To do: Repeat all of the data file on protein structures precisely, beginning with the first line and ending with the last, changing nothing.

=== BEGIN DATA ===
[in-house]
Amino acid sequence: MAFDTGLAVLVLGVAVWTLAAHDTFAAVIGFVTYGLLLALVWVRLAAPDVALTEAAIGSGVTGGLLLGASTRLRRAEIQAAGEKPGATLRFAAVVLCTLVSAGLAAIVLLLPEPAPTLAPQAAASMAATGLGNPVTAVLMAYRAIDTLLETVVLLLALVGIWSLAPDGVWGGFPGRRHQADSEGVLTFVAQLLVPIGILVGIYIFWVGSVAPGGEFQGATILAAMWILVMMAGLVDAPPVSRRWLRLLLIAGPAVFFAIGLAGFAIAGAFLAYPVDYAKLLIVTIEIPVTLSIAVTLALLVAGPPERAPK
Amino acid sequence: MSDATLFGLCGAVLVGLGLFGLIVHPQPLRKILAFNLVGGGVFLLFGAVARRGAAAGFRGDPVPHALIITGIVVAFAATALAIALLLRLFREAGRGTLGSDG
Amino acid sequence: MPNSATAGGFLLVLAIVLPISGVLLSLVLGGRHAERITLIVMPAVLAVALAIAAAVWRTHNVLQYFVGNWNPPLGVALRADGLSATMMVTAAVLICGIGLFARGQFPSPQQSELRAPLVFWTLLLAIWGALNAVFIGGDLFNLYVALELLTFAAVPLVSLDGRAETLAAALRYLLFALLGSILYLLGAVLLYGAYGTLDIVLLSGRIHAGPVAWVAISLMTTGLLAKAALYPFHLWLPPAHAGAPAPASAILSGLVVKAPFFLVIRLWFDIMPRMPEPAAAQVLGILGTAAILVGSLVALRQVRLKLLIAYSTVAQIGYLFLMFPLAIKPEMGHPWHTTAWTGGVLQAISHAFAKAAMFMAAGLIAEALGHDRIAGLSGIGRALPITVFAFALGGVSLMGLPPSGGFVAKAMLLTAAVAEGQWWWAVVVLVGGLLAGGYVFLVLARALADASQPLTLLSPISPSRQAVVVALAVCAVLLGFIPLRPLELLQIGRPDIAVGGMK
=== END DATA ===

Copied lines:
[in-house]
Amino acid sequence: MAFDTGLAVLVLGVAVWTLAAHDTFAAVIGFVTYGLLLALVWVRLAAPDVALTEAAIGSGVTGGLLLGASTRLRRAEIQAAGEKPGATLRFAAVVLCTLVSAGLAAIVLLLPEPAPTLAPQAAASMAATGLGNPVTAVLMAYRAIDTLLETVVLLLALVGIWSLAPDGVWGGFPGRRHQADSEGVLTFVAQLLVPIGILVGIYIFWVGSVAPGGEFQGATILAAMWILVMMAGLVDAPPVSRRWLRLLLIAGPAVFFAIGLAGFAIAGAFLAYPVDYAKLLIVTIEIPVTLSIAVTLALLVAGPPERAPK
Amino acid sequence: MSDATLFGLCGAVLVGLGLFGLIVHPQPLRKILAFNLVGGGVFLLFGAVARRGAAAGFRGDPVPHALIITGIVVAFAATALAIALLLRLFREAGRGTLGSDG
Amino acid sequence: MPNSATAGGFLLVLAIVLPISGVLLSLVLGGRHAERITLIVMPAVLAVALAIAAAVWRTHNVLQYFVGNWNPPLGVALRADGLSATMMVTAAVLICGIGLFARGQFPSPQQSELRAPLVFWTLLLAIWGALNAVFIGGDLFNLYVALELLTFAAVPLVSLDGRAETLAAALRYLLFALLGSILYLLGAVLLYGAYGTLDIVLLSGRIHAGPVAWVAISLMTTGLLAKAALYPFHLWLPPAHAGAPAPASAILSGLVVKAPFFLVIRLWFDIMPRMPEPAAAQVLGILGTAAILVGSLVALRQVRLKLLIAYSTVAQIGYLFLMFPLAIKPEMGHPWHTTAWTGGVLQAISHAFAKAAMFMAAGLIAEALGHDRIAGLSGIGRALPITVFAFALGGVSLMGLPPSGGFVAKAMLLTAAVAEGQWWWAVVVLVGGLLAGGYVFLVLARALADASQPLTLLSPISPSRQAVVVALAVCAVLLGFIPLRPLELLQIGRPDIAVGGMK